A Promised Land
- Status: Read
- Started: 2021-01-02
- Finished: 2021-02-02
- Duration: 34 hours
A Promised Land is Barack Obama’s autobiography. He tells his story starting from his youth and college days, following through his yearly political activities until the end of his first term as the president of The United States.
I enjoyed his candidness on many topics: he talks about his early problems with his wife, many of them caused by his political ambitions. He talks about his contradictions, like earning a Peace Nobel and authorizing an increase in military operations at the same time, or being elected while promising a new way of doing politics and having to resort to the old politically and legally accepted “quid pro quo” deals to pass his legislation.
I found it interesting when he explains the organizational values and culture that he promoted through his campaigns and his presidency. He explains that he adopted an approach of giving people lots of responsibility, trusting them to do their work, and making them accountable for the results. This was a new way of organizing a political campaign since usually the rank and file folks would follow strict protocols and take decisions based on hierarchy channels. In the White House, he would constantly go out of his way to ask input from advisors, including asking questions to the staff of his leaders (eg. cabinet secretaries). As he put it, those are the people who actually do the work. That’s a very interesting insight, and it aligns with recent trends in organizational cultures of high-growth companies: valuing the people who do the real work and possess technical knowledge, as opposed to valuing only leadership, and fostering an almost startup-like organizational culture of empowerment, trust, and making people accountable for their results.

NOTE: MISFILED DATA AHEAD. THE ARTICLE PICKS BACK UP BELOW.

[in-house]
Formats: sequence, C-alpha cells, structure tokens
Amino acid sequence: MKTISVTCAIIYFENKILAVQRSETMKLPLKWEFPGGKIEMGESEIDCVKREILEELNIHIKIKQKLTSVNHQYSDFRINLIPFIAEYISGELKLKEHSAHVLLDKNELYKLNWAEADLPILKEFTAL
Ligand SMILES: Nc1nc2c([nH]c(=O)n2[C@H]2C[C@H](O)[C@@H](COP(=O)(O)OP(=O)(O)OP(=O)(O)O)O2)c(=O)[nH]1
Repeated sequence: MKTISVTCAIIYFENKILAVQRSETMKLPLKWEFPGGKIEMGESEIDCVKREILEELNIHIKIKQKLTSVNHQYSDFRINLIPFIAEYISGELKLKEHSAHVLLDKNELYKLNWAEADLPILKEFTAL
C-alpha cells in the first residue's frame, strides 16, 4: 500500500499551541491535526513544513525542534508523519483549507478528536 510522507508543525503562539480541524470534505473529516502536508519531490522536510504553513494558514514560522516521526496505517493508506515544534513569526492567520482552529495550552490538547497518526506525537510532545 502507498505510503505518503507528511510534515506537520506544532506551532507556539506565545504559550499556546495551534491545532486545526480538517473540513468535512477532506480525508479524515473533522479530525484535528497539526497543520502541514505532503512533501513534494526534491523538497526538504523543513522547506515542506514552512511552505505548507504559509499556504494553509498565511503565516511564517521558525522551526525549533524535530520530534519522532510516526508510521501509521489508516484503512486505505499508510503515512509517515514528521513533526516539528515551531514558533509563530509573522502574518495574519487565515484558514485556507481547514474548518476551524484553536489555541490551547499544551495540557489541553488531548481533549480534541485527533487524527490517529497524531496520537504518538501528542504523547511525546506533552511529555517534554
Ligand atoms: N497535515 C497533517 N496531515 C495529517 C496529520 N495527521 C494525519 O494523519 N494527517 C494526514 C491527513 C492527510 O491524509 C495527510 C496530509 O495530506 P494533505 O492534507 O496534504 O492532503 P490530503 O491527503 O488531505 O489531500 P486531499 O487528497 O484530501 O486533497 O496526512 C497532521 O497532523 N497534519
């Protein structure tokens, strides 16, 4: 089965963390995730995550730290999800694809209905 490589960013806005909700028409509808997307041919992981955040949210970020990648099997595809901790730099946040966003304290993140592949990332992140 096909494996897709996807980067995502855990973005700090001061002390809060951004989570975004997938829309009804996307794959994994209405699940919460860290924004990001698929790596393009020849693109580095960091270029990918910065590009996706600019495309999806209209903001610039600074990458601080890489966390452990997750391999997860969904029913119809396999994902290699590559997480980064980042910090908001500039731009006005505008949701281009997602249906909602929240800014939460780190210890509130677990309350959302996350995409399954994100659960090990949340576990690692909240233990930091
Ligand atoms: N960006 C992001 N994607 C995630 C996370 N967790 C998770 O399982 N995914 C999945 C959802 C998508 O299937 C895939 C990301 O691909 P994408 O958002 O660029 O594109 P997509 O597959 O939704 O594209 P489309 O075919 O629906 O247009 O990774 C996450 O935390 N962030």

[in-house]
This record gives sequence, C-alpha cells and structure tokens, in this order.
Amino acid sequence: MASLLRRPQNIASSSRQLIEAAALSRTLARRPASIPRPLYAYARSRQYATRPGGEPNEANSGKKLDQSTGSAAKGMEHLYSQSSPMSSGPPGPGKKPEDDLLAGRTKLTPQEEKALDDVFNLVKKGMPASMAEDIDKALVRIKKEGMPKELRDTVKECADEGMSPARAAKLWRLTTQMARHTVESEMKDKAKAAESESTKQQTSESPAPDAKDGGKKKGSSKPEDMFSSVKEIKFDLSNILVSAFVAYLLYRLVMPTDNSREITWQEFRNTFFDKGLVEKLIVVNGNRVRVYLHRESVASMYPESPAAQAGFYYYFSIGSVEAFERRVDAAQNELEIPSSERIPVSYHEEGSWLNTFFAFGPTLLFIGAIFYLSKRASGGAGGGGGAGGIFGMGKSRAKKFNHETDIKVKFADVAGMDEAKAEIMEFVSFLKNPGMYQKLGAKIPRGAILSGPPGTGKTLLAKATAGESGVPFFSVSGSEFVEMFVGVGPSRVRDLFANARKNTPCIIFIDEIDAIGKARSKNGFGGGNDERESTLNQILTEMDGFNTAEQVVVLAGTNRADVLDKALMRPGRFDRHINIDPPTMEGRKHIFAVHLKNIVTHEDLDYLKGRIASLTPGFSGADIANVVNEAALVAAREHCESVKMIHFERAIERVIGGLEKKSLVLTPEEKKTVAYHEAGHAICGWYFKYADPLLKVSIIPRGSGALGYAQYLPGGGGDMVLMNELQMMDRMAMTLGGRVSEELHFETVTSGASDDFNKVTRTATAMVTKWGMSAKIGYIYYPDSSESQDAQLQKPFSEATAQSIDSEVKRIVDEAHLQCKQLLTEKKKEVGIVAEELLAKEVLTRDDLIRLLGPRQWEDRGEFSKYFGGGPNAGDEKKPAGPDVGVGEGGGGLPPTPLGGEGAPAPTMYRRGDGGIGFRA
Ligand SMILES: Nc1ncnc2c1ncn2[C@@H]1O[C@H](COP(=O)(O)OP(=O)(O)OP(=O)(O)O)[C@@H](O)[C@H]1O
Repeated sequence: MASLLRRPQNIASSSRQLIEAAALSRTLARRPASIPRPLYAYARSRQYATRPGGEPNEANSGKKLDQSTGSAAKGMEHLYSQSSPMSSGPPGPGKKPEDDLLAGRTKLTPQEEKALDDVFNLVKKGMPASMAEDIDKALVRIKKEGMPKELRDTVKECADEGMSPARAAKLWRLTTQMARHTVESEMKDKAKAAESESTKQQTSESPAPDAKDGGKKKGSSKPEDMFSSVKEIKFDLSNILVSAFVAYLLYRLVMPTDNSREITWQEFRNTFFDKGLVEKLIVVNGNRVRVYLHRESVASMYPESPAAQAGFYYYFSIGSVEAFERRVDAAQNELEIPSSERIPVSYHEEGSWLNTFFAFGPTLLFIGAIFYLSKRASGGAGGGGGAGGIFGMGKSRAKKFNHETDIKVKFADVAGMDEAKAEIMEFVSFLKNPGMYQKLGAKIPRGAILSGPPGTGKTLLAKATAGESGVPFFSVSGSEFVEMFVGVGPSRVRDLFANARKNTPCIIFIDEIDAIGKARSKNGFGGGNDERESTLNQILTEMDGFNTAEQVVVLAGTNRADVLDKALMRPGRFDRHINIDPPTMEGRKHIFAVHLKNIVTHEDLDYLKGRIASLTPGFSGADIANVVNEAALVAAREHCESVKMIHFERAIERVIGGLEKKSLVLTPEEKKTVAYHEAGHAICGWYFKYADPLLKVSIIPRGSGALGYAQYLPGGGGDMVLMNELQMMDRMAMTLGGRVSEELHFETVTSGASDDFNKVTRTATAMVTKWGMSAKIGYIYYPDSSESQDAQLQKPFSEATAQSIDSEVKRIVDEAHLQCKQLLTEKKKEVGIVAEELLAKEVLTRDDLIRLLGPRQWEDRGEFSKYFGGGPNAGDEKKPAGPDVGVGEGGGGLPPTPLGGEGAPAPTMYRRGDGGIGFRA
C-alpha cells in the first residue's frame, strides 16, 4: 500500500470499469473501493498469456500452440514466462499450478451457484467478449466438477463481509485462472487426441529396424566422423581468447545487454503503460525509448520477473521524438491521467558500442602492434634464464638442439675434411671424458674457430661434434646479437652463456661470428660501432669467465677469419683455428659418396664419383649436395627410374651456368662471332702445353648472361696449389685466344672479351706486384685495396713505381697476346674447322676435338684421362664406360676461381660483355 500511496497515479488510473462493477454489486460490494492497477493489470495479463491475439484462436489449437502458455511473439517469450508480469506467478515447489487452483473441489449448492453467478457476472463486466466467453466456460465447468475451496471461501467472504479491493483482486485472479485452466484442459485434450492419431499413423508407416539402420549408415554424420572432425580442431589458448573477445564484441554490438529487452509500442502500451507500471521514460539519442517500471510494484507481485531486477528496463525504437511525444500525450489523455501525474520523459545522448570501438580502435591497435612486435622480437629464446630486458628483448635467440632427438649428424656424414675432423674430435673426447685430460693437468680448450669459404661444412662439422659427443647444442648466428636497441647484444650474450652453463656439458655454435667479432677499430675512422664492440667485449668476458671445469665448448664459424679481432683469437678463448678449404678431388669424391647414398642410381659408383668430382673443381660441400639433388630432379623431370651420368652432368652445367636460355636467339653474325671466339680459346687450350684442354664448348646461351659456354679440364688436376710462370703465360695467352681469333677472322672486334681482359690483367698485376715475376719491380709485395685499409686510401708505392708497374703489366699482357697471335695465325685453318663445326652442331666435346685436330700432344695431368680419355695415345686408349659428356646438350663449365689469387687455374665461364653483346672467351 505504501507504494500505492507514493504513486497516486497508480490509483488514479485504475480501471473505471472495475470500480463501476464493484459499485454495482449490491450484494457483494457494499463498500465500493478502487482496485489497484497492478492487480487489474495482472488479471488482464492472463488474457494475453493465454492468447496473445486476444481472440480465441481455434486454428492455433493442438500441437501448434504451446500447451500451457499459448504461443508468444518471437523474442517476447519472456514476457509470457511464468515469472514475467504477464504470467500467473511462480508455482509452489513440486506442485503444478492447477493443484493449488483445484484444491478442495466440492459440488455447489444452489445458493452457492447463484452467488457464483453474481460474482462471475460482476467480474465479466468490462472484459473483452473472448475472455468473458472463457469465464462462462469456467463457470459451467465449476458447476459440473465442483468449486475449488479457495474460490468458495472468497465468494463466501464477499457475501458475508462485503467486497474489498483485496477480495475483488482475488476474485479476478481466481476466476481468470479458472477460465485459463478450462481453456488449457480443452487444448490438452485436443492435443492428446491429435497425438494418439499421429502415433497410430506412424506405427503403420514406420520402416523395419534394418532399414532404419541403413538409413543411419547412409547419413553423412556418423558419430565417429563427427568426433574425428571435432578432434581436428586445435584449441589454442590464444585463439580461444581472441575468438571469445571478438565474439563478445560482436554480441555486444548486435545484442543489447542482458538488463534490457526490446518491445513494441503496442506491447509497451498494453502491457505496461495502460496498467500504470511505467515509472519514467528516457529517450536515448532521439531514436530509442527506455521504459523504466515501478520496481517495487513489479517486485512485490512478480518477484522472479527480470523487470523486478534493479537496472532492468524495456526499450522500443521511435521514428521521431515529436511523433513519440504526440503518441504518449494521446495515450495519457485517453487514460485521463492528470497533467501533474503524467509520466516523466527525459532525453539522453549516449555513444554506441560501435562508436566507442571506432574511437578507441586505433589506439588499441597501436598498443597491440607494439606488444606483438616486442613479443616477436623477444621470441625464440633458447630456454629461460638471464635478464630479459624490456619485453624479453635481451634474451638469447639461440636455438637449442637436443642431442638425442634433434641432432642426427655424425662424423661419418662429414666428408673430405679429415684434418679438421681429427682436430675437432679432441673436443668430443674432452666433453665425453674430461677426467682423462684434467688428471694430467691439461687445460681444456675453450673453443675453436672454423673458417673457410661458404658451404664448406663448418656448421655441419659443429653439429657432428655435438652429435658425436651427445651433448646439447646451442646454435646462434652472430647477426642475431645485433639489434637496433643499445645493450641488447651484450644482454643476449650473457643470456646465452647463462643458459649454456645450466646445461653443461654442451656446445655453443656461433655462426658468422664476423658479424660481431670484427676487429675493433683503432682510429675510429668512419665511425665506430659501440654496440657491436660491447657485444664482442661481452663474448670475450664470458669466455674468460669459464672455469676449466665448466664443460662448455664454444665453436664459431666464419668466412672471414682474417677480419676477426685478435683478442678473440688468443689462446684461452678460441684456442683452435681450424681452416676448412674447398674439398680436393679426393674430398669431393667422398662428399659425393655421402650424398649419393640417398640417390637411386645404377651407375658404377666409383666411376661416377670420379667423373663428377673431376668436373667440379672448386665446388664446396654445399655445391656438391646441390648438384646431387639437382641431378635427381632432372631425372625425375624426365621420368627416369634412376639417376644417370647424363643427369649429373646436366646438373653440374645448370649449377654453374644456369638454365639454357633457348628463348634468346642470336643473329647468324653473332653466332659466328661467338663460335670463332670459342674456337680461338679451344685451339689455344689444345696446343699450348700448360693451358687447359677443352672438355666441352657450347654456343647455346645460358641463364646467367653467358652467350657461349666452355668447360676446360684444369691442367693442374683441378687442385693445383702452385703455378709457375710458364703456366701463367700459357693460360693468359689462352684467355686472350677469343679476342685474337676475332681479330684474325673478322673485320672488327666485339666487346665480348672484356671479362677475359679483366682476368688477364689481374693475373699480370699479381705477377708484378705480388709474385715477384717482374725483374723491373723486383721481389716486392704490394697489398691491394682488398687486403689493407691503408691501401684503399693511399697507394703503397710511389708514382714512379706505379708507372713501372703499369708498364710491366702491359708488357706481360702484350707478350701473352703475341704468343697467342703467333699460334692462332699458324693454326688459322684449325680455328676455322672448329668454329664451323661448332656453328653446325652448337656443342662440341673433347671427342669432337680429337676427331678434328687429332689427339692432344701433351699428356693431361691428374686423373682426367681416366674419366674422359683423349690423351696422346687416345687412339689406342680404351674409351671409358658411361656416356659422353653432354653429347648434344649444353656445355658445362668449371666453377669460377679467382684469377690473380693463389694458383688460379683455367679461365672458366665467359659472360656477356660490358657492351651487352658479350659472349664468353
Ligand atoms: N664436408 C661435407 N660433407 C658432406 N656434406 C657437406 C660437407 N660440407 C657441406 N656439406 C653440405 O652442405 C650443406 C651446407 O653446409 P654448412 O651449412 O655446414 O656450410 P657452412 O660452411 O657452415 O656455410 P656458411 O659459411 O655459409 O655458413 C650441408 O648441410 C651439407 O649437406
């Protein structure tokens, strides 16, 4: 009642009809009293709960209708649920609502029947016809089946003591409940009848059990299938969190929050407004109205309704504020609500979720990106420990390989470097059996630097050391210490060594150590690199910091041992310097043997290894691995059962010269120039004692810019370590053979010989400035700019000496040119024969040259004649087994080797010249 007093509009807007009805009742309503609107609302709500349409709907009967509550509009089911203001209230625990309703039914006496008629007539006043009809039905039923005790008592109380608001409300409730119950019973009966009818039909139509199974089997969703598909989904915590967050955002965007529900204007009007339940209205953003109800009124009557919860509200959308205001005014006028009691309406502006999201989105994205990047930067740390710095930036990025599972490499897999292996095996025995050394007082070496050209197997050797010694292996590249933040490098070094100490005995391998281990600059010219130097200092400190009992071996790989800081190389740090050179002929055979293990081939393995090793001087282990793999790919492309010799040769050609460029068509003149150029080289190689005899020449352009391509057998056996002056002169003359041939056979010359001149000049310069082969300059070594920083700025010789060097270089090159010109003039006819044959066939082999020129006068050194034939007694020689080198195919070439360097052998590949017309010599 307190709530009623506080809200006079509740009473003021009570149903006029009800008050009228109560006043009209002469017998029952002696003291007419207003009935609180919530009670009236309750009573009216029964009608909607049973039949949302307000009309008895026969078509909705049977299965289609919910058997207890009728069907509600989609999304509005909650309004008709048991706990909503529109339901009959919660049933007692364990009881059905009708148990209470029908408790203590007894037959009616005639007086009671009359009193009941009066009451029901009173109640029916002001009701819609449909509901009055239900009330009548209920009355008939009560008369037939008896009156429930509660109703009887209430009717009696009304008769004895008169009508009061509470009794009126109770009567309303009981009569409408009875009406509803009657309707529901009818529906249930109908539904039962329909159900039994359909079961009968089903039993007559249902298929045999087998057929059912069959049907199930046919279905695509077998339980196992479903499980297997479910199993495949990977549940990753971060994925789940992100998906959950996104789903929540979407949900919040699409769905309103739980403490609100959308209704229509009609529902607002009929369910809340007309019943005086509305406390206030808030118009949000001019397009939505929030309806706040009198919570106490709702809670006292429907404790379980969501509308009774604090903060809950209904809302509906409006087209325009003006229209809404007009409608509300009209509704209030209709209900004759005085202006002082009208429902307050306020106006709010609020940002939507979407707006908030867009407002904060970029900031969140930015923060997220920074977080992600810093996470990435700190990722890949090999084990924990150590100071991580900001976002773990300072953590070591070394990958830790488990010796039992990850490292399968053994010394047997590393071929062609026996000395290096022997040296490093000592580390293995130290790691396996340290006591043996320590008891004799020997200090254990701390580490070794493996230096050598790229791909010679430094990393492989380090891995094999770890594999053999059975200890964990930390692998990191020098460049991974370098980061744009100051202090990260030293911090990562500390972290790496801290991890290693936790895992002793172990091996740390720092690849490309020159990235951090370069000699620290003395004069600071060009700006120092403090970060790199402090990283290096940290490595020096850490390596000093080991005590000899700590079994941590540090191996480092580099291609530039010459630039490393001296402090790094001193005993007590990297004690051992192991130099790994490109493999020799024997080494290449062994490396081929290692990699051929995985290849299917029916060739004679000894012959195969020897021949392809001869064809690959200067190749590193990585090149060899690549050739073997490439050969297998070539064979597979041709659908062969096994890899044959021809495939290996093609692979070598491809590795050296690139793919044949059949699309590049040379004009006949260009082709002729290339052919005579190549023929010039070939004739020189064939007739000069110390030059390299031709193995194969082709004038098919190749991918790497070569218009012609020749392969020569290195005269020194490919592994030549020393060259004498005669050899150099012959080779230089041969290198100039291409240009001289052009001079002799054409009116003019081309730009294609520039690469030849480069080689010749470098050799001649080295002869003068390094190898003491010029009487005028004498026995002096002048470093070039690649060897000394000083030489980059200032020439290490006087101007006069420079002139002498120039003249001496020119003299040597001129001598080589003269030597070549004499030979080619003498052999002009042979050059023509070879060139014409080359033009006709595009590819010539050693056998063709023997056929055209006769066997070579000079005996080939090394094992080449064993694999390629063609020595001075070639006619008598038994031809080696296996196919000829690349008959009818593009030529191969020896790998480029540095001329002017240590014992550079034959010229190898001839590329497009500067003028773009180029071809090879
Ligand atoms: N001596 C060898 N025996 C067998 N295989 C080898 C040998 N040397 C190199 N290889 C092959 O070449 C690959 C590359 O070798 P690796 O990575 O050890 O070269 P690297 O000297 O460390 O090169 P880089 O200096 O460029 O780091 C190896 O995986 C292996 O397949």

Obama gives an introduction to the American bigotry and extreme polarization that has grown and festered in the United States since his election. Starting with the populism of Sarah Palin, who found a way to inflame the until-then apathetic republicans voters; and the subsequent rise of the Tea Party movement as a strong grassroots republican political movement. Republicans started to relentlessly boycott his agenda in Congress after finding out that doing so would inflame their newly enthusiastic voters. During his presidency saw the rise in the abuse of the filibuster mechanism, which allows any party to essentially block the Senate agenda unless a majority of 60/100 is achieved. Combined with a polarized and radicalized opposition, this made it very difficult to govern onde the Democrats lost their 60% majority.
At some point, a certain Donald Trump started gaining prominence in the political news after promoting birtherism conspiracies. Obama mentions a personal lack of awareness at some moments about some of Trump’s and Republican’s movements and the popular reaction to them due to the fact that he watched very little television, mostly basketball games, a clear contrast to his successor famous binge-watching of TV news coverage.
Famous Obama’s roast of Donal Trump in the 2011 correspondents’ dinner